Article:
“It does not oppose the King’s College at Windsor because it is well known that College does not admit any students unless they subscribe to the tests required by the Established Church of England; and these tests exclude the great portion of the youth of the Province. It is, therefore, particularly intended for those who are excluded from Windsor. It is founded upon the principles of Religious Toleration secured to you by the laws, and upon that paternal protection which the King of England extends to all his subjects.”

Despite the benediction and its promise, many years were to pass before the dream was fulfilled. Lord Dalhousie was appointed Governor-General of Canada. That necessitated his removal from Halifax.

History records the fact that he was unhappy in his translation to Quebec; he was singularly unhappy in the choice of the men to whose care the future of the institution at Halifax was entrusted. The Board of Governors as then constituted, was composed mainly of officials who were also governors of King’s College at Windsor. These were, if not positively hostile, at least indifferent to the new institution. They were chiefly interested, it appeared, in letting it die of neglect in order that King’s might be enabled to hold the field.

Before Lord Dalhousie left, he had initiated negotiations to secure a president or principal from Scotland. No real effort was made by the governors to continue the negotiations, or to secure a staff of instructors. In point of fact the college did not begin to function as such for twenty years. It eked out a fitful existence until the rising tide of public opinion against privilege in education and irresponsibility in government impelled action.

The Early Years

THOMAS MCCULLOCH, a Scottish divine, who had founded the famous Picton Academy in 1816, as a protest against the exclusive policy at Windsor, was called to Halifax in 1838 and then became the first president of Dalhousie. He established what the irreverent sometimes call the “Pietou Dynasty” at Dalhousie, for all of the four presidents of the university have been Pictonians. Dr. McCulloch was a great teacher of the old school, a ripe scholar who possessed the passion of the reformer. Through the battles which he waged in the press and around Pietou Academy he paved the way for responsible government. Even Joseph Howe, who rose to fame as the Tribune of the People and consummated the triumph of responsible government in 1847, admitted that he owed his conversion from Toryism to “the Pietou Scribblers,” of whom Dr. McCulloch and Jotham Blanchard were chief. Dr. McCulloch was distinguished also as a naturalist, and was a friend and a correspondent of the great Audubon.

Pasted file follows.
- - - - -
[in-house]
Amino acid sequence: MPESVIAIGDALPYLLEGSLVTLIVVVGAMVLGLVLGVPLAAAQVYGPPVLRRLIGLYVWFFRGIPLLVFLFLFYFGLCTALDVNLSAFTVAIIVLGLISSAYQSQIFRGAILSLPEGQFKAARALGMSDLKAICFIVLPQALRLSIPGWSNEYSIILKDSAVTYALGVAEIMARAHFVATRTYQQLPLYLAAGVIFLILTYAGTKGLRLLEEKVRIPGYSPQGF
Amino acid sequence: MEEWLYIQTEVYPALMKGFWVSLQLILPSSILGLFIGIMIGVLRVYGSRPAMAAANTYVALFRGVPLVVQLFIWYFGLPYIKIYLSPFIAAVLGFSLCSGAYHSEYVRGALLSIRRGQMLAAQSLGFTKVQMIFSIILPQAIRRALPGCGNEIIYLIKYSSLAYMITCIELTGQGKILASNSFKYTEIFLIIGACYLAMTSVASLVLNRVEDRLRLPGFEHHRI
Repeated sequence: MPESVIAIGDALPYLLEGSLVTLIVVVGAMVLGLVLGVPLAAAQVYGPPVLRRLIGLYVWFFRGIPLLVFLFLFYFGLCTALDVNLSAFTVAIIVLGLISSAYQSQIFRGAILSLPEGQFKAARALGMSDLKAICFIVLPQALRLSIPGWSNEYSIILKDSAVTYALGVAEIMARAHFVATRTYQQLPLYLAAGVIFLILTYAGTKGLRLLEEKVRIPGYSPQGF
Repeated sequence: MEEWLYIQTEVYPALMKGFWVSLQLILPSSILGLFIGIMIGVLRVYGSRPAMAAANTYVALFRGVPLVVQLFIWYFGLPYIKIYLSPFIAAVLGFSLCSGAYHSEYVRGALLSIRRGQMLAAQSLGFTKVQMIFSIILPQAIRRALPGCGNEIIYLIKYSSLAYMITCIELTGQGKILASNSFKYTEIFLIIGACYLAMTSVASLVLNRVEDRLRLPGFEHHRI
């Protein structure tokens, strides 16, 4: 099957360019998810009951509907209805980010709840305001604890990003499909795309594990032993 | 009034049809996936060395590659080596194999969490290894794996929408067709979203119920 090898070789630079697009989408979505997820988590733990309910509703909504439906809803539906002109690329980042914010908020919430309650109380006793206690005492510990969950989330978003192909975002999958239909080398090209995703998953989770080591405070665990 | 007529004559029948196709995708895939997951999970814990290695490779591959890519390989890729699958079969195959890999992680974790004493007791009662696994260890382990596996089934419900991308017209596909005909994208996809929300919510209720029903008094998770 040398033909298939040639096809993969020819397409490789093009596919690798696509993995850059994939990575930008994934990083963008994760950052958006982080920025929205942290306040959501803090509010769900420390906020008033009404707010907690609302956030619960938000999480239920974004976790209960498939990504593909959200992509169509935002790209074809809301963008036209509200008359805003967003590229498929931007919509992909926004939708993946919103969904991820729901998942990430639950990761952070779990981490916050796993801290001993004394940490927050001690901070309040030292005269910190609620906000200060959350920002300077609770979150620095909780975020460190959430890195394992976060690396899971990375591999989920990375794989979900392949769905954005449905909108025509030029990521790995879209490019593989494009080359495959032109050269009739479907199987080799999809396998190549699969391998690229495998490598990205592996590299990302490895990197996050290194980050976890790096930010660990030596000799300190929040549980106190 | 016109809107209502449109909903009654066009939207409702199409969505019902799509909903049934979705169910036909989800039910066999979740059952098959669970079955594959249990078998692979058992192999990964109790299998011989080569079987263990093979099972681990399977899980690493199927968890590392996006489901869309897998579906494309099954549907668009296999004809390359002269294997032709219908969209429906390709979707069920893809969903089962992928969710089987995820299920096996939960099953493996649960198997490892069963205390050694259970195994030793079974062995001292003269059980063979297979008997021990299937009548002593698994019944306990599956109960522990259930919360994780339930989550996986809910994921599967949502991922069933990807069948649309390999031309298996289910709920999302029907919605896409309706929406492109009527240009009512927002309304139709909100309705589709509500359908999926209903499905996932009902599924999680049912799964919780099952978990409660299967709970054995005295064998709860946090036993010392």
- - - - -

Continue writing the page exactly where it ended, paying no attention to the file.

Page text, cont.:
Dr. McCulloch had associated with him as the first staff of Dalhousie, two professors. Between them they taught Mental and Moral Philosophy, Classics, Mathematics and Natural Philosophy. Here a tragic blunder was committed. All the professors were Presbyterian clergymen, and in making the appointments the Governors rejected a highly qualified candidate of the Baptist faith. The upshot of this stroke of evil genius was that the Baptist denomination that year founded Acadia College at Wolfville, and in 1839 it opened its doors with three professors, of whom the gentleman rejected for the Dalhousie chair was one.

Parenthetically, it was the irony of fate that this episode in the selecting of the first staff led directly to the establishment of a second college of a denominational type and so shattered the object which Lord Dalhousie had envisaged, namely one central institution open and free to all without tests or distinctions of race or creed. Had Lord Dalhousie’s vision been realized, a far different story of higher education in Eastern Canada might have been written. Whether for good or ill it ensued otherwise. Acadia was followed by the Methodist institution of Mount Allison at Sackville, N.B., and the Roman Catholic College of St. Francis Xavier’s at Antigonish.

But even the prestige and tradition of the great name of McCulloch was not proof against the coldness, if not hostility, of officialdom. For five years the little college dragged out a precarious existence. Financial support was meagre. Most of the Castine Fund had been expended in the construction of the building and the slender resources were nearly exhausted.

Then in 1843, Dr. McCulloch, whose dominating personality had withstood overwhelming odds, died. A crisis was reached. The number of students dwindled to five and the stafl to two. Less than £200 remained in the treasury. And so, in June, 1845, the doors of the college were closed “to allow the funds to accumulate,” an example in thrift worthy of its Scots foundation.